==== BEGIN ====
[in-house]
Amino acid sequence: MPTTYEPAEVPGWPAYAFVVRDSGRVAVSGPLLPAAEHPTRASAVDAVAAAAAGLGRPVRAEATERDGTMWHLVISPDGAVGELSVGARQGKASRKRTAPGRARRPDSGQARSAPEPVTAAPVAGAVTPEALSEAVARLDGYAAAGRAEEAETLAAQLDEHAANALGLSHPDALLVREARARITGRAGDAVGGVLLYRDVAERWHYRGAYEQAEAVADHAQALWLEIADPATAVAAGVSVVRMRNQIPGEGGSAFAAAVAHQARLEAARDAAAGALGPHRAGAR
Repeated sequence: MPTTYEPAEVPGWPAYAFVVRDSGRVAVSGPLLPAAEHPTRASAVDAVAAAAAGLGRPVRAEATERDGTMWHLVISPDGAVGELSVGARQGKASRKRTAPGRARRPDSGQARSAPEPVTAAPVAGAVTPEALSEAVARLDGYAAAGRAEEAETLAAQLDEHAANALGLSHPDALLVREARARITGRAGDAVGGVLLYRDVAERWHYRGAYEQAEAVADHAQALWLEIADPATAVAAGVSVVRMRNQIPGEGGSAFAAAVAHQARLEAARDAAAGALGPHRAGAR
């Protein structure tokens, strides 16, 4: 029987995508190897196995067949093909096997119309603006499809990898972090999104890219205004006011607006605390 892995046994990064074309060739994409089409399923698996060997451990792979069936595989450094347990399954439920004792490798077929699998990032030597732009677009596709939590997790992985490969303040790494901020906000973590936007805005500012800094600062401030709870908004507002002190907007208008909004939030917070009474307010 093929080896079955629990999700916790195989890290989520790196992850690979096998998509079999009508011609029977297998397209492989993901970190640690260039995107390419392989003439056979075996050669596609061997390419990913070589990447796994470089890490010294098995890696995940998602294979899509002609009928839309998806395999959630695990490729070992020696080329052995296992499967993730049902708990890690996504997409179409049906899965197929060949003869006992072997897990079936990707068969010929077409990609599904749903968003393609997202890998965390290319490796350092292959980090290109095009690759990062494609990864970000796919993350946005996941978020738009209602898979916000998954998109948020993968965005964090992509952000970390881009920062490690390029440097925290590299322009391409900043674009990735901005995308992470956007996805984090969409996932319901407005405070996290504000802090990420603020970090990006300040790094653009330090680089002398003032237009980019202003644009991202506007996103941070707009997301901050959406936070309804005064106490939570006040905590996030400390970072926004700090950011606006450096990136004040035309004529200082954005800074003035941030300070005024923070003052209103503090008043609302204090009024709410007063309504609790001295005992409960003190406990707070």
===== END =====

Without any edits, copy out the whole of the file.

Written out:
[in-house]
Amino acid sequence: MPTTYEPAEVPGWPAYAFVVRDSGRVAVSGPLLPAAEHPTRASAVDAVAAAAAGLGRPVRAEATERDGTMWHLVISPDGAVGELSVGARQGKASRKRTAPGRARRPDSGQARSAPEPVTAAPVAGAVTPEALSEAVARLDGYAAAGRAEEAETLAAQLDEHAANALGLSHPDALLVREARARITGRAGDAVGGVLLYRDVAERWHYRGAYEQAEAVADHAQALWLEIADPATAVAAGVSVVRMRNQIPGEGGSAFAAAVAHQARLEAARDAAAGALGPHRAGAR
Repeated sequence: MPTTYEPAEVPGWPAYAFVVRDSGRVAVSGPLLPAAEHPTRASAVDAVAAAAAGLGRPVRAEATERDGTMWHLVISPDGAVGELSVGARQGKASRKRTAPGRARRPDSGQARSAPEPVTAAPVAGAVTPEALSEAVARLDGYAAAGRAEEAETLAAQLDEHAANALGLSHPDALLVREARARITGRAGDAVGGVLLYRDVAERWHYRGAYEQAEAVADHAQALWLEIADPATAVAAGVSVVRMRNQIPGEGGSAFAAAVAHQARLEAARDAAAGALGPHRAGAR
């Protein structure tokens, strides 16, 4: 029987995508190897196995067949093909096997119309603006499809990898972090999104890219205004006011607006605390 892995046994990064074309060739994409089409399923698996060997451990792979069936595989450094347990399954439920004792490798077929699998990032030597732009677009596709939590997790992985490969303040790494901020906000973590936007805005500012800094600062401030709870908004507002002190907007208008909004939030917070009474307010 093929080896079955629990999700916790195989890290989520790196992850690979096998998509079999009508011609029977297998397209492989993901970190640690260039995107390419392989003439056979075996050669596609061997390419990913070589990447796994470089890490010294098995890696995940998602294979899509002609009928839309998806395999959630695990490729070992020696080329052995296992499967993730049902708990890690996504997409179409049906899965197929060949003869006992072997897990079936990707068969010929077409990609599904749903968003393609997202890998965390290319490796350092292959980090290109095009690759990062494609990864970000796919993350946005996941978020738009209602898979916000998954998109948020993968965005964090992509952000970390881009920062490690390029440097925290590299322009391409900043674009990735901005995308992470956007996805984090969409996932319901407005405070996290504000802090990420603020970090990006300040790094653009330090680089002398003032237009980019202003644009991202506007996103941070707009997301901050959406936070309804005064106490939570006040905590996030400390970072926004700090950011606006450096990136004040035309004529200082954005800074003035941030300070005024923070003052209103503090008043609302204090009024709410007063309504609790001295005992409960003190406990707070």